Color of Hockey: Childs making inroads as assistant at Union College

William Douglas has been writing The Color of Hockey blog since 2012. Douglas joined in 2019 and writes about people of color in the sport. Today, he profiles Lennie Childs, an assistant for Union College’s NCAA Division I men’s hockey team.

Lennie Childs’ hockey journey began with a car ride.

“I started skating at the Gardens Ice House in Laurel, Maryland, when I was 5,” Childs said. “My parents were driving around and saw a sign that said, ‘Learn to Skate, Learn to Play Hockey.’ They were like, ‘Hey, do you want to try it?’ I was, like, ‘Sure,’ and fell in love with it.”

The journey and the love of the sport has taken Childs to Union College in Schenectady, New York, where he’s an assistant on the NCAA Division I men’s team, running the penalty kill and the defense, and assisting with recruiting.

“I absolutely love every aspect of it,” he said. “It’s beautiful and the campus is amazing.”

Hired in August, he joined University of Nebraska-Omaha’s Paul Jerrard and Leon Heyward at the University of St. Thomas (St. Paul, Minnesota) as the only Black men currently coaching in NCAA Division I men’s hockey.

He’s also one of two Black hockey coaches on Union’s campus. The university hired Olivia Soares, a former assistant for Colby College’s NCAA Division III women’s team and a former Ohio State University women’s team captain, as an assistant for its Division I women’s team in August, shortly before tapping Childs.

“The campus is great, Black, white, Asian, it doesn’t matter, we’re all part of the same community,” Childs said. “It’s obviously cool to see another person of color on the other side of things, the women’s team, showing that there’s obviously a movement going on, which is great.”

The 31-year-old native of Silver Spring, Maryland joined the Union staff from Des Moines of the United States Hockey League, where he was an assistant who mainly led player development, penalty-kill units and offensive-zone production.

In 2017-18 he was coach of the Skipjacks Hockey Club (York, Pennsylvania) of the United States Premier Hockey League and guided them to 27-10-7 record. Childs was a forward at Concordia University Wisconsin, a private NCAA Division III institution in Mequon, Wisconsin, where he had 13 points (five goals, eight assists) in 88 games from 2012-16.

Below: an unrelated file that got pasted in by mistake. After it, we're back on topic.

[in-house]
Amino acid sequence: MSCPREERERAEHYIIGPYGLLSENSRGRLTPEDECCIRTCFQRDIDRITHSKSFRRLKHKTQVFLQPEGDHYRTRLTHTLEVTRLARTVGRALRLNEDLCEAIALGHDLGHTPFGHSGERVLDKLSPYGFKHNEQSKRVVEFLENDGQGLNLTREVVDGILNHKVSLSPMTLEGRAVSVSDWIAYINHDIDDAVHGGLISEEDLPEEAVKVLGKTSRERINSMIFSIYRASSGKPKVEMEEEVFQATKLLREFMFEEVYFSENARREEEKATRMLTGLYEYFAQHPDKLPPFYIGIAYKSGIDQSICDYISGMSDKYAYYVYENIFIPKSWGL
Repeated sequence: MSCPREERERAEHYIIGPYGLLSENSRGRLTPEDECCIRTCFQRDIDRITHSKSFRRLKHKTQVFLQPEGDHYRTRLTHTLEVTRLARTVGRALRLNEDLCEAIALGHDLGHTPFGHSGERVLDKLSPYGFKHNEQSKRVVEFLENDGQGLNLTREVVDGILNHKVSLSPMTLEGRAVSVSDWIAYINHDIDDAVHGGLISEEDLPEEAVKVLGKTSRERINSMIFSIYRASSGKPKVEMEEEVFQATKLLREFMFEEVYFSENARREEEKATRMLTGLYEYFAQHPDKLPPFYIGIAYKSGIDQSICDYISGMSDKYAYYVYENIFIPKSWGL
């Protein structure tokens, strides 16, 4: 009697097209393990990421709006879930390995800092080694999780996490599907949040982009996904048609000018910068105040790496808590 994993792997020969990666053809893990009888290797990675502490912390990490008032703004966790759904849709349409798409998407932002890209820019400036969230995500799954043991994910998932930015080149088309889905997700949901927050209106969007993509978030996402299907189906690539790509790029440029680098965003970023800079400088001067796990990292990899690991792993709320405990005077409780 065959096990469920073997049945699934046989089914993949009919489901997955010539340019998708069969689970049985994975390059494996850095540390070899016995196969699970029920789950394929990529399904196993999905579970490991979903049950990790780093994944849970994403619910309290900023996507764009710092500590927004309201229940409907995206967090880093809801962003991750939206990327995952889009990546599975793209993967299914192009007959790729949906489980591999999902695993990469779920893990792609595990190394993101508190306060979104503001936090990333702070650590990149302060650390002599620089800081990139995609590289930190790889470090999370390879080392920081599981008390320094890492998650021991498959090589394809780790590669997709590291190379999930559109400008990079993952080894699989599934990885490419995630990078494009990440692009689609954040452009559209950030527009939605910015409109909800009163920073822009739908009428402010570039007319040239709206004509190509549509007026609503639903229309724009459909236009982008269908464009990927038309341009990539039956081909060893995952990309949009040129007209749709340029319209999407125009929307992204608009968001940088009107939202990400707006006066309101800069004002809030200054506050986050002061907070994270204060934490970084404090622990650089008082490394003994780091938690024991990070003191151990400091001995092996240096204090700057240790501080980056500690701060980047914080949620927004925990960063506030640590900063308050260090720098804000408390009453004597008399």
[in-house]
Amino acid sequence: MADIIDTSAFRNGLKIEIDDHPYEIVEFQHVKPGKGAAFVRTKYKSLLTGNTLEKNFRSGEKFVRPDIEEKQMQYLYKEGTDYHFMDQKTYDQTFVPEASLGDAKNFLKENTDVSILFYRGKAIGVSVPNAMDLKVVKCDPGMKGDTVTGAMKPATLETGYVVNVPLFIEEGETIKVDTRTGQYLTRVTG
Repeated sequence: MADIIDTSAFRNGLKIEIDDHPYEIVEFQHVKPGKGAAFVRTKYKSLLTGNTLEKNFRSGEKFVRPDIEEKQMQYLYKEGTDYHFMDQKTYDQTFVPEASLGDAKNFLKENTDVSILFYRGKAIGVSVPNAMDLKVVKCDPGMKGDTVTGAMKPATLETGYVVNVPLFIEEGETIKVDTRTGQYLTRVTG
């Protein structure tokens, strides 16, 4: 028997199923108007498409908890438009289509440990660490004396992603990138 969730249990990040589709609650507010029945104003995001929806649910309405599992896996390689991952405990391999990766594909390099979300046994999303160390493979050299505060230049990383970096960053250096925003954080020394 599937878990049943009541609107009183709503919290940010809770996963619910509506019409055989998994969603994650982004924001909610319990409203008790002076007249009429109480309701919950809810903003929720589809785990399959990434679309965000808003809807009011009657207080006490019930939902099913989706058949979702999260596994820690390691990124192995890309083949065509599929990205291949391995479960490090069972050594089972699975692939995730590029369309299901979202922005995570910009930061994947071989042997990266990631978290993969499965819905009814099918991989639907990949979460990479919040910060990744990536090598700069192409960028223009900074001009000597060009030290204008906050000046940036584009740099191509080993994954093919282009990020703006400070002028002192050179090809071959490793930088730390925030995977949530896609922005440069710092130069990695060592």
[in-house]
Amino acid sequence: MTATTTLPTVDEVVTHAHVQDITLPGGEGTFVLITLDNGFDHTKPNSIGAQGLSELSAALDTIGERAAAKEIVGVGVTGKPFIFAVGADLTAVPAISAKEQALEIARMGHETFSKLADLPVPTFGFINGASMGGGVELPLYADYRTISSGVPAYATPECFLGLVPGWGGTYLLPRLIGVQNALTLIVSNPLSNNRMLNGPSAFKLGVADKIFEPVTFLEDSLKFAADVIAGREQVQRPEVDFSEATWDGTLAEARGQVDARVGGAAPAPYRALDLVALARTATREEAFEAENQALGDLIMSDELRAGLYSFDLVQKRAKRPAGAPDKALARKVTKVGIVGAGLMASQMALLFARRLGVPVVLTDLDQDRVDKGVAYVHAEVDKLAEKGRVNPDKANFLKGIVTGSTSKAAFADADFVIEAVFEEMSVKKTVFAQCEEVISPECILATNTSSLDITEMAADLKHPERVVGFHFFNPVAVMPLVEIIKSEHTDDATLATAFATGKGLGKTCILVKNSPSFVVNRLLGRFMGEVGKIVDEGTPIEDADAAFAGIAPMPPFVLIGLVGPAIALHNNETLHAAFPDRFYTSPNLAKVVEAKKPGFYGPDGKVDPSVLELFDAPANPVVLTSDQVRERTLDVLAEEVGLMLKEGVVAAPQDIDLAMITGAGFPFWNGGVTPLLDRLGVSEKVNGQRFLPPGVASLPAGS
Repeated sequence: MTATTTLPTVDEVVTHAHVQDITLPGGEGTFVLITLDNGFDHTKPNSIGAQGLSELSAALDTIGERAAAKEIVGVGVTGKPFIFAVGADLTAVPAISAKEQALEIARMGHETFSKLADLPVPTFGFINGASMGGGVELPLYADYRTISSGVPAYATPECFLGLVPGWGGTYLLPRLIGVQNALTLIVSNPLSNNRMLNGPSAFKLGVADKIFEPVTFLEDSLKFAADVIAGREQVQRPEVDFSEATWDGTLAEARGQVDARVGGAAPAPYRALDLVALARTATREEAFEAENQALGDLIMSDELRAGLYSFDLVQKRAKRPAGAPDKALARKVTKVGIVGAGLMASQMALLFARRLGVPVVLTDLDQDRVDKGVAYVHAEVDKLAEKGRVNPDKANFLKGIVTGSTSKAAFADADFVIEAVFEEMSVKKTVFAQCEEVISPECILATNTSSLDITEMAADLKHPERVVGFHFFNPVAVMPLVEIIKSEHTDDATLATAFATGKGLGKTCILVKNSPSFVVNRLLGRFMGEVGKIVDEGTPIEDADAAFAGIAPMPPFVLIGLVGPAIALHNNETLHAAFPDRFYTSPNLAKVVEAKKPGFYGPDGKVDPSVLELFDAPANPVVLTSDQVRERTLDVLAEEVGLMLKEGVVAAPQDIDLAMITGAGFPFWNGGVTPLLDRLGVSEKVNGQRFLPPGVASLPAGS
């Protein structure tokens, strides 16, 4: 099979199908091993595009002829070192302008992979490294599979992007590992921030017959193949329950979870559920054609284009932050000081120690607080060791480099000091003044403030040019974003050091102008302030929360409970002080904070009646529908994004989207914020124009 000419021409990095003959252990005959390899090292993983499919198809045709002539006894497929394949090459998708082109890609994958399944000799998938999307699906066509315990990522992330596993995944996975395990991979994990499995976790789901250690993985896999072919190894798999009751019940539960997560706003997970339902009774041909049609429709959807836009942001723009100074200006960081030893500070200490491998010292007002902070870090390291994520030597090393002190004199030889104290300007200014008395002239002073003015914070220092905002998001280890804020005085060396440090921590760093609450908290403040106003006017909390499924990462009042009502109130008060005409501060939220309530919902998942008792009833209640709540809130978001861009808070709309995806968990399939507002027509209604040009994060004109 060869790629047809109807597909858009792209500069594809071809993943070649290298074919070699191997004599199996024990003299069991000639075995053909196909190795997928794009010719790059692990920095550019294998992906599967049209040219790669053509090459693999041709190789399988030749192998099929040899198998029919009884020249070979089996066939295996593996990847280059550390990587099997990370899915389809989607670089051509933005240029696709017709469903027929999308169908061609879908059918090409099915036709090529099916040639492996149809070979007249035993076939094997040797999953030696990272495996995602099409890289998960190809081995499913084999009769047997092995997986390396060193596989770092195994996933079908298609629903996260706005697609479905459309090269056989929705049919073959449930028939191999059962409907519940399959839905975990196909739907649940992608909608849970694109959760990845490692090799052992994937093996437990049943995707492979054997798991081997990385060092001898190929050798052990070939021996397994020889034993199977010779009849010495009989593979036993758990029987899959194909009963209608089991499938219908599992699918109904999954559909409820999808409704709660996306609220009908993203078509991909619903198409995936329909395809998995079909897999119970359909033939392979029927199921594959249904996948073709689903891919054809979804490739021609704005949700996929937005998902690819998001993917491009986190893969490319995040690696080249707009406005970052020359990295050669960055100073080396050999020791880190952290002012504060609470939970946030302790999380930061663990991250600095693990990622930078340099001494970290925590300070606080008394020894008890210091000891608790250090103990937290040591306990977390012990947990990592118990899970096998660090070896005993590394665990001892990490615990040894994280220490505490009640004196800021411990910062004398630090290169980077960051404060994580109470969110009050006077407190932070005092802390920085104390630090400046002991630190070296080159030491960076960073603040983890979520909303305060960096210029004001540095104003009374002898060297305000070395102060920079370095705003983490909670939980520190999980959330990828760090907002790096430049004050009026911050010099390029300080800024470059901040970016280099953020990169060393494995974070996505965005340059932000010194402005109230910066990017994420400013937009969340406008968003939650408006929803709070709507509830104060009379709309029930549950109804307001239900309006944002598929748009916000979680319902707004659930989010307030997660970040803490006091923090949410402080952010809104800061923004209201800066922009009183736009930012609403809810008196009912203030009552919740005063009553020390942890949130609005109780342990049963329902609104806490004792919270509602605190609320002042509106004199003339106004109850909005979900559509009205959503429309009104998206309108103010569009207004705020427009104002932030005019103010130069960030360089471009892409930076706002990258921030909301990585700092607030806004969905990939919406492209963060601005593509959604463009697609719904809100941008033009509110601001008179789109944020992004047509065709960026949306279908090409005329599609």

Union College men’s coach Josh Hauge said he long has been impressed by Childs, watching him progress as a player and coach while he was coaching for Fairbanks in the North American Hockey League and Tri-City and Fargo in the USHL.

“When he was coming up he went through a similar path that I did,” Hauge said. “I was an assistant coach myself and I would just use him as a resource, and he was one of my connections. I valued his opinion and he never steered me wrong. So when I got an opportunity to hire a staff, he was a guy I kind of targeted.”

Childs said he wants to become an NCAA Division I head coach someday. He sought guidance and tips from Jerrard and Heyward to help deepen his coaching knowledge.

“Leon Heyward, he’s amazing,” Childs said. “Last year, when I was in Des Moines, he came to scout, and I was picking his brain about being an assistant in college. I was, like, ‘I’m not sure if I want to go that route yet because you’re not in the building all the time.’ There’s a recruiting aspect. Not that I don’t love recruiting, but it was an aspect that I want to be around the team and maximize every single day. He said there are other ways of going about it and (college assistant coaching) is a really good thing.”

Childs said Jerrard, a former defenseman who played five games for the Minnesota North Stars in 1988-89 and was an assistant with the Dallas Stars, Colorado Avalanche and Calgary Flames before joining the University of Nebraska-Omaha staff in 2018, has been a penalty-kill mentor for him.

“I met him in Fargo, North Dakota, three years ago at a camp,” Childs said. “Just kind of walked up to him, shook his hand, talked a little bit and we kind of kept in touch. Obviously he was a guru with the penalty kill and NHL in the American Hockey League. And he had coffee with me in Des Moines, working on my penalty kill and learning from him a little bit. So both of them have been pretty instrumental in my development as a hockey coach for sure.”

Childs is a member of the NHL Coaches’ Association’s BIPOC (Black, Indigenous, and People of Color) program, an initiative that aims to support coaches in several areas, including skills development, leadership strategies, communication tactics and networking.

“As much as I want to say I want to be an NHL coach — the epitome of coaching, the pinnacle of success — I feel like I would almost lose out making relationships with these grassroots kids, these junior hockey kids, and having a part in their life in college development,” he said.

If an NHL team came calling, “I’d be honored to do it, but right now I’m just really happy with the process of, you know, the day to day.”

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